To our knowledge, this is the largest study outside clinical trial to assess the characteristics of patients with AF undergoing LAACs and the associated outcomes of mortality, readmissions, and stroke. We noted that, compared with previous randomized clinical trials,4,5 our study had a higher percentage of women, and the patients had higher numbers of comorbidities and higher CHA2DS2-VASc scores. The risk of readmission for stroke (1.2% at 6 months) was significantly lower than that expected according to the mean (SD) CHA2DS2-VASc score of 4.3 (1.4) in the absence of anticoagulation therapy, which would yield an expected annual ischemic stroke risk of 4.8%, according to previous work.10
A recent meta-analysis11 of the PROTECT AF4 and PREVAIL5 randomized clinical trials compared 5-year outcomes for the 732 patients who underwent LAAC with the Watchman device with 382 patients in the control group treated with warfarin. In the LAAC groups of those studies,4,5 the incidence of ischemic stroke or systemic embolism was 1.6% per 100 patient-years, and the overall mortality rate was 3.6% per 100 patient-years. Left atrial appendage closure was associated with lower risk of all-cause mortality, as well as cardiovascular or unknown death, compared with warfarin. In the present study, readmission for ischemic stroke occurred in 111 of 9231 patients (1.2%) within 180 days after LAAC implantation. We observed a mortality rate of 7.5% at 1 year, and 28 patients (0.2%) died during the index admission for LAAC. There can be several explanations for the slightly higher rates of stroke and mortality in our study compared with the randomized clinical trials.4,5 Our study included an older patient population (aged >65 years) with higher numbers of comorbidities and higher CHA2DS2-VASc scores. Patients in the randomized clinical trials had to be eligible to receive warfarin to participate, which would likely preselect a healthier population. In contrast, eligibility for long-term anticoagulation therapy is not a requirement for the device implantation in clinical practice.
In the ASAP (ASA Plavix Feasibility Study With Watchman Left Atrial Appendage Closure Technology) nonrandomized study,12,13 150 patients with AF who were not eligible for oral anticoagulation therapy underwent LAAC. Patients received aspirin and clopidogrel for 6 months after implantation and aspirin thereafter. The annualized ischemic stroke and systemic embolization rate was 1.7%, and the mortality rate at 1 year was 5.0%. Another long-term nonrandomized prospective real-world study from Europe, EWOLUTION (Registry on Watchman Outcomes in Real Life Utilization),14 reported 1-year outcome data for 1025 patients undergoing LAAC. The annual rate of ischemic stroke was 1.1% (15 of 1325 patient-years), and the 1-year mortality rate was 9.8%. Many of these patients were not eligible for anticoagulation therapy and underwent LAAC as a last resort option for stroke prevention. In both studies,12-14 the rate of stroke was lower than that in the present study. However, as observed in the present study, the 1-year mortality rate was significantly higher than those in the randomized studies,4,5 possibly because of the inclusion of patients with higher numbers of comorbidities.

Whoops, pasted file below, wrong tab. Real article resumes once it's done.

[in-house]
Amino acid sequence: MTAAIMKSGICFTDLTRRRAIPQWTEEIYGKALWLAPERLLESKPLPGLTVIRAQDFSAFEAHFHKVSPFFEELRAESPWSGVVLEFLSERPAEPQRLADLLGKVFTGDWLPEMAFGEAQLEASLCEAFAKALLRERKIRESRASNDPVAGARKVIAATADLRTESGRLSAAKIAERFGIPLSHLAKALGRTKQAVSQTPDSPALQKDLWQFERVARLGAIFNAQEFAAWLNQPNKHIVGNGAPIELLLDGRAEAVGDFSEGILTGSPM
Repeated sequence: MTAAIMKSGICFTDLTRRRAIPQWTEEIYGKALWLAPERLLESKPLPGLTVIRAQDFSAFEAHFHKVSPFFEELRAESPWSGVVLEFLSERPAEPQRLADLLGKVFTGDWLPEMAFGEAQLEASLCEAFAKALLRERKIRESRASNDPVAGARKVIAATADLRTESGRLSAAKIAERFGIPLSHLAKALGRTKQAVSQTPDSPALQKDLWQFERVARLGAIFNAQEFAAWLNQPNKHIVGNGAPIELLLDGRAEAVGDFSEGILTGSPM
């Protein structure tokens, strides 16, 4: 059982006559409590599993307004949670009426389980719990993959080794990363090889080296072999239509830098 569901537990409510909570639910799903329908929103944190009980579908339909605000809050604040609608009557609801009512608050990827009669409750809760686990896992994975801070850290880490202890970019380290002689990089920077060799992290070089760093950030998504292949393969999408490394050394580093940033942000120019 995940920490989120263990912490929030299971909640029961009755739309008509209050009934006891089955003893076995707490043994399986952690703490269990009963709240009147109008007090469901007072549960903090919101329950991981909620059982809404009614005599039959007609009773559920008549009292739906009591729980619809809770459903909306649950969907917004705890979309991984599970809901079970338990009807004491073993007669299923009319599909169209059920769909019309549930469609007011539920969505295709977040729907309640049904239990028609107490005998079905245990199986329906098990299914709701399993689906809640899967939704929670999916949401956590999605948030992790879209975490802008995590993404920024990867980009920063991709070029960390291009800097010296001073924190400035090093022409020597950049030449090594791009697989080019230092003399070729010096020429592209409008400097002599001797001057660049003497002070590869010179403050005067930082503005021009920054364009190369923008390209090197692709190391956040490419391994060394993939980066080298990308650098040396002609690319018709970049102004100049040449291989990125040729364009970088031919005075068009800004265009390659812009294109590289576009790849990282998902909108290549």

This study is retrospective and based on Medicare claims data, which have inherent limitations. We only included patients older than 65 years; therefore, our results cannot be extrapolated to younger patient populations. Specific details regarding LAAC via device implantation, immediate complications, preimplantation and postimplantation antithrombotic therapy, or postimplantation left atrial appendage imaging results were not available. The exact cause of death and whether it was related to the Watchman implantation procedure were unclear.
In this retrospective real-world study of Medicare patients older than 65 years with AF, LAAC via implanted device was associated with a decreased risk of admission for stroke compared with the expected risk without anticoagulation therapy. The risks of 1-year mortality and stroke at 6 months were higher than those in previous randomized clinical trials, likely because the population in the current study was older and had more comorbidities and higher CHA2DS2-VASc scores. Although LAAC provides an attractive nonpharmacological option for stroke prevention in patients with AF who are not candidates for long-term anticoagulation therapy, further prospective long-term real-world studies are needed to monitor its safety and efficacy.
Accepted for Publication: September 9, 2019.
Published: October 30, 2019. doi:10.1001/jamanetworkopen.2019.14268
Correction: This article was corrected on November 22, 2019, to correct 3 numbers that appear in the Results, Discussion, and Table 3.
Open Access: This is an open access article distributed under the terms of the CC-BY License. © 2019 Kabra R et al. JAMA Network Open.
Corresponding Author: Mary Vaughan Sarrazin, PhD, Department of Internal Medicine, University of Iowa College of Medicine, 200 Hawkins Dr, Iowa City, IA 52246 (firstname.lastname@example.org).
Author Contributions: Dr Sarrazin had full access to all of the data in the study and takes responsibility for the integrity of the data and the accuracy of the data analysis.
Concept and design: Kabra, Vaughan Sarrazin.
Acquisition, analysis, or interpretation of data: All authors.
Drafting of the manuscript: Kabra.
Critical revision of the manuscript for important intellectual content: All authors.
Statistical analysis: Kabra, Vaughan Sarrazin.
Obtained funding: Vaughan Sarrazin.
Administrative, technical, or material support: Kabra.
Supervision: Vaughan Sarrazin.
Conflict of Interest Disclosures: Dr Girotra reported receiving grants from the National Heart, Lung, and Blood Institute and the Department of Veterans Affairs Health Services Research and Development Service during the conduct of the study. No other disclosures were reported.
Funding/Support: Dr Vaughan Sarrazin was supported by award R01-AG055663 from the National Institutes of Health and by the Health Services Research and Development Service of the US Department of Veterans Affairs.
Role of the Funder/Sponsor: The funders had no role in the design and conduct of the study; collection, management, analysis, and interpretation of the data; preparation, review, or approval of the manuscript; and decision to submit the manuscript for publication.
Disclaimer: The views expressed in this article are those of the authors and do not necessarily reflect the views of the Department of Veterans Affairs.